In any case, we did a little investigating and indeed discovered that our young friend Edison – who, the following night, we found multi-tasking his security duties with offering hits on a joint rolled with something-or-other on the corner near our house – had indeed been hired as a ‘security guard’ for the holiday weekend. Somehow, the owner of our house and Cleusa had both forgotten to mention the small detail that someone might be hovering in the darkness, or that he occasionally climbed the fence to take naps in the hammocks upstairs. Of course, the questions remain: what security could this boy, who couldn’t have been more than 18 or 19, offer while getting high and/or taking a nap upstairs? Sometimes, though, I just don’t ask.

We watched the drama of the sky from various lounge chairs on various beaches, from an off-the-beaten-path reggae bar, and from under the eves of our house while Cleusa dutifully ushered the rains from the patio toward their destination in the ground. We made friends with some of the locals and other travelers, exchanged stories, played relationship counselor to a tormented German guitar player, sang songs, and eventually I made my way back to the mainland -- finding refuge in a quiet place in my head while the swells cast our boat across the waters.

Monday, April 18, 2011

Mão de Amiga

In the version of my life that is realized as a film starring Julia Roberts, things might turn out a little differently than they usually do. My next-door neighbor in my pousada in Salvador, for instance, would have been played by Javier Bardem. My dreams would present me with insight into my deepest questions rather than indiscernible psychological puzzles and more questions. I read and re-read Buddhist philosophy like a passenger with instructions to an oxygen mask in a burning airplane, while holding a caipirinha in the other hand – only to create more thirst.

Life is a Zen koan, and who can make sense of it? One thing I know for sure is that there is no escape – no island or beach or river or colonial city or exotic butterfly or spiritual ceremony can change the simple fact that we are stuck with ourselves, so the sooner we can make peace with that and make friends with ourselves, the less we have to suffer.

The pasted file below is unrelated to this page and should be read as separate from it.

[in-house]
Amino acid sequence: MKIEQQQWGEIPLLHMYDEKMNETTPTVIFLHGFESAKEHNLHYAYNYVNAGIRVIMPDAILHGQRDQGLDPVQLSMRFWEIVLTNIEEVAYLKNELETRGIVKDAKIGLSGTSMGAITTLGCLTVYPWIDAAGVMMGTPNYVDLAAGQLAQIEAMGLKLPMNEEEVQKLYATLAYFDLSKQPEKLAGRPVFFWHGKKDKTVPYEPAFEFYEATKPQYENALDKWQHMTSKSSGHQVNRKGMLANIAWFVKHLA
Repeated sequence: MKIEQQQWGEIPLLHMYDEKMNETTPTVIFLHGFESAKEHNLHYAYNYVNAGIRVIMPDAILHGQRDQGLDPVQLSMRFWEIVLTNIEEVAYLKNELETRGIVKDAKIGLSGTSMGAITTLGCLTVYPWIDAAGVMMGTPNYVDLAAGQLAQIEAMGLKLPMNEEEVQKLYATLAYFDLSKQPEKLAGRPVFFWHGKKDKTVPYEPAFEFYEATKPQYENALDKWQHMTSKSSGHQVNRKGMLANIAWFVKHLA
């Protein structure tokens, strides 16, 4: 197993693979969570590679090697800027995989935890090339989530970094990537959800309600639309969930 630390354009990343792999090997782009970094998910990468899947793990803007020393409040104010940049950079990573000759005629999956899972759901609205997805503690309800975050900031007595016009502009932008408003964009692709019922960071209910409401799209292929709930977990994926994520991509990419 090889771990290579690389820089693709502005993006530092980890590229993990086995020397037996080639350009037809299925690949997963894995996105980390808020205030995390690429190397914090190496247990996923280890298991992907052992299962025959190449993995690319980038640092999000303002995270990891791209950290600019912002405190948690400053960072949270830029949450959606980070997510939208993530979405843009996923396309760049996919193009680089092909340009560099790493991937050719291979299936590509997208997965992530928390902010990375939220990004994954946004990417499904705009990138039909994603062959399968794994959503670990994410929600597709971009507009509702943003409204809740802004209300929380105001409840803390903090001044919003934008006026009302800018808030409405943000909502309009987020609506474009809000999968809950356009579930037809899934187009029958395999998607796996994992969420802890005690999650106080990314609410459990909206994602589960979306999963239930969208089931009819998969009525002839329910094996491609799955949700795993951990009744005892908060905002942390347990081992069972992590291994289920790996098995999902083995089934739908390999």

Rio, as it turns out, is not such a big city. An Italian journalist friend took me to a not-for-tourists samba rueda one night in Gamboa, a gritty centrally-located neighborhood in Rio. A rueda is basically a big outdoor party where musicians sit around a table and get down while people dance on the hillsides where salves were ushered into Brazil. I saw this woman there who looked familiar – she reminded me of someone I knew, maybe. A few mornings later, I was eating breakfast in my paradisical pousada in Santa Teresa and thinking about massage, and that same woman walked into the room and sat down to eat breakfast with her family. One of her employees called for her, ‘Carmen, can you come talk to these guests about massage?’ So, as it turned out, Carmen – who I’d seen a few nights before at the rueda -- was this lovely Spanish woman who had lived in England and now in Brazil, and she practiced this healing art called Jin Shin Jyutsu. I liked her so I made an appointment. Opening up channels can, of course, can loosen up things that only more water – salty water from the eyes -- can wash away.